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Canadian Prime Minister Stephen Harper won a temporary suspension of Parliament until January 26, delaying a vote which had been set to topple his Conservative minority government. Canada’s opposition parties, the Liberals and the New Democrats signed a coalition agreement on Monday, backed by Canada’s separatist party the Bloc Quebecois, to form an alternative government after Harper’s finance minister presented a fiscal statement which did not include an economic stimulus package. It also included proposals that would revoke federal employees’ right to strike, clamp down on pay equity, and cancel public subsidies for political parties – a move that would disproportionately benefit the ruling Conservatives. Canada’s Governor General Michaelle Jean granted Harper’s request to prorogue Parliament.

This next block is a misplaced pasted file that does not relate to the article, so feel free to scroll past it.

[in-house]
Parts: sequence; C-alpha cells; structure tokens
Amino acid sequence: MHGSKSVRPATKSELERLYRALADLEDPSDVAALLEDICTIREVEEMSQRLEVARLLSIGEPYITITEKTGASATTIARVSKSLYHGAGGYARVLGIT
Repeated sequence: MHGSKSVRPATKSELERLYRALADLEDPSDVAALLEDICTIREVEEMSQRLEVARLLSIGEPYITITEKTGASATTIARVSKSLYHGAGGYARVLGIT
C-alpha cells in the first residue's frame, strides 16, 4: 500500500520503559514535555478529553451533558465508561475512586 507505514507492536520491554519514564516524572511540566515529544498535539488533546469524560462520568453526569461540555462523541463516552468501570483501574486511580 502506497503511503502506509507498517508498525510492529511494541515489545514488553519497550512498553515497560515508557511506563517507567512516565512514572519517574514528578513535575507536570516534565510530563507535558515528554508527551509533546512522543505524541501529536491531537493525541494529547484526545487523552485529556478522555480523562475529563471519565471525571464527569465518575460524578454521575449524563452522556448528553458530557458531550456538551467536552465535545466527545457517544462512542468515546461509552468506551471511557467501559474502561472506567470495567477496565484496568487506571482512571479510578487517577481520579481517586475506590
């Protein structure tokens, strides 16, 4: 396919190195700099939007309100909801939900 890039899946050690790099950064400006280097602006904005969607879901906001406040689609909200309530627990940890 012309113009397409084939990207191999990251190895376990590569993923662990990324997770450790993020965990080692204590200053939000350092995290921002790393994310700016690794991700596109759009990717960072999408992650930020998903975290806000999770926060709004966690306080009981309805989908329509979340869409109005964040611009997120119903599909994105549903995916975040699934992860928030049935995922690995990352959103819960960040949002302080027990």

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Dr Brian Tanguay is the Chair of Political Science at Wilfrid Laurier University. Dr. Tanguay's current research focuses on electoral reform in liberal democracies and on the evolving division of labour between political parties and organized interests. He is also interested in Quebec politics, especially the evolution of the party system in the province. He recently drafted the Law Commission of Canada's report, Voting Counts: Electoral Reform for Canada.